THE Treasurer, Joe Hockey, continues to find it tough going as he tries to convince Senate crossbenchers to agree to many aspects the government’s much-maligned budget.
It’s not surprising there was new criticism yesterday of Mr Hockey being out of touch and failing to understand the impact of his budget on lower income earners after his observation that the “poorest people either don’t have cars or actually don’t drive very far in many cases”.
If his comment was designed to help Mr Hockey sell a plan to use fuel excise to help cut the deficit because it would be a bigger impost on higher income-earners, he was woefully mistaken.
Mr Hockey should be aware welfare groups, Labor and a motoring group’s submission to a Senate inquiry have pointed out poorer people use the same amount of fuel as those on higher incomes. And they often use their cars more often because they live in outer suburbs or rural and regional areas acc-ess to public transport is problematic.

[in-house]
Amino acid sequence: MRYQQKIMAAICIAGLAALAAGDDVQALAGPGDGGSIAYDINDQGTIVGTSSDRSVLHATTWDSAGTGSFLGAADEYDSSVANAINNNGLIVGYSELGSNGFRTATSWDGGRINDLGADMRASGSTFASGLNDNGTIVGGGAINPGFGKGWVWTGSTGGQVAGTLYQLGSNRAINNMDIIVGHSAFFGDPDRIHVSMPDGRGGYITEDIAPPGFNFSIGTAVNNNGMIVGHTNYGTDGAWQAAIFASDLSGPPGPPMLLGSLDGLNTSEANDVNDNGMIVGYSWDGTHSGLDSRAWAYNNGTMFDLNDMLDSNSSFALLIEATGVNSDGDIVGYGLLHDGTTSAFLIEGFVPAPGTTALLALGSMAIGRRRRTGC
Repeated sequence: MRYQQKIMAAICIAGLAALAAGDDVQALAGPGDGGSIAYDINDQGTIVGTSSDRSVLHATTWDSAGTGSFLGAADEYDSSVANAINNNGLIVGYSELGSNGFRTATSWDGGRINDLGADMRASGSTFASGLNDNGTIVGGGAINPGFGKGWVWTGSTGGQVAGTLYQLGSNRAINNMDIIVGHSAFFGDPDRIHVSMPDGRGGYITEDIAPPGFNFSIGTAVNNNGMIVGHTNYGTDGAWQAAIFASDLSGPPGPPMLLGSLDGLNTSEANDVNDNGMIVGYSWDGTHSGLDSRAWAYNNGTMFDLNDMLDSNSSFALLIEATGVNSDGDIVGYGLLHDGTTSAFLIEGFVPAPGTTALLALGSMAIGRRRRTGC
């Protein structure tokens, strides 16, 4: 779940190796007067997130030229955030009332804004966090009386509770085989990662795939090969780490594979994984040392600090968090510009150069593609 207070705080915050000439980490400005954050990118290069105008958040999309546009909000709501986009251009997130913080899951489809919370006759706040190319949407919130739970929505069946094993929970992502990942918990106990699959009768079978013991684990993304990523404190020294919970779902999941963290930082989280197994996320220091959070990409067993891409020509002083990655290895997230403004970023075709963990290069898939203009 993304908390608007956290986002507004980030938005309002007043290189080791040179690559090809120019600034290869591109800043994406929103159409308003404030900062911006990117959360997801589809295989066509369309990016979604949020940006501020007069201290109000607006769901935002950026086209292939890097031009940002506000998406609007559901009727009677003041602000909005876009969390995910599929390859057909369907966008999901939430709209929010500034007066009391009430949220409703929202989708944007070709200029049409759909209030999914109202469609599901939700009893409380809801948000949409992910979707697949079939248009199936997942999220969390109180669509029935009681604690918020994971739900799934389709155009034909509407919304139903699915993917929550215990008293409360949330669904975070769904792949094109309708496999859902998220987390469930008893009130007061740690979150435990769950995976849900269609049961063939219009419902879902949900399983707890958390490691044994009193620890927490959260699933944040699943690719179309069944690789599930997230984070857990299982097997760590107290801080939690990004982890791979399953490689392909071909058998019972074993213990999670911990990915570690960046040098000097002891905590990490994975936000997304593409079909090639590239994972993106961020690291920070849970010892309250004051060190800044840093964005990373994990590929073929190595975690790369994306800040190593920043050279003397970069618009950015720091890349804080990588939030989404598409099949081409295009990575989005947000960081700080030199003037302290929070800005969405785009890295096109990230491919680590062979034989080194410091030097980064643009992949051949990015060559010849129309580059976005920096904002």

Convincing Australians that increasing the fuel excise is fair is a task Mr Hockey may find beyond him.
That would leave him invoking the big stick of “emergency” austerity measures he has threatened.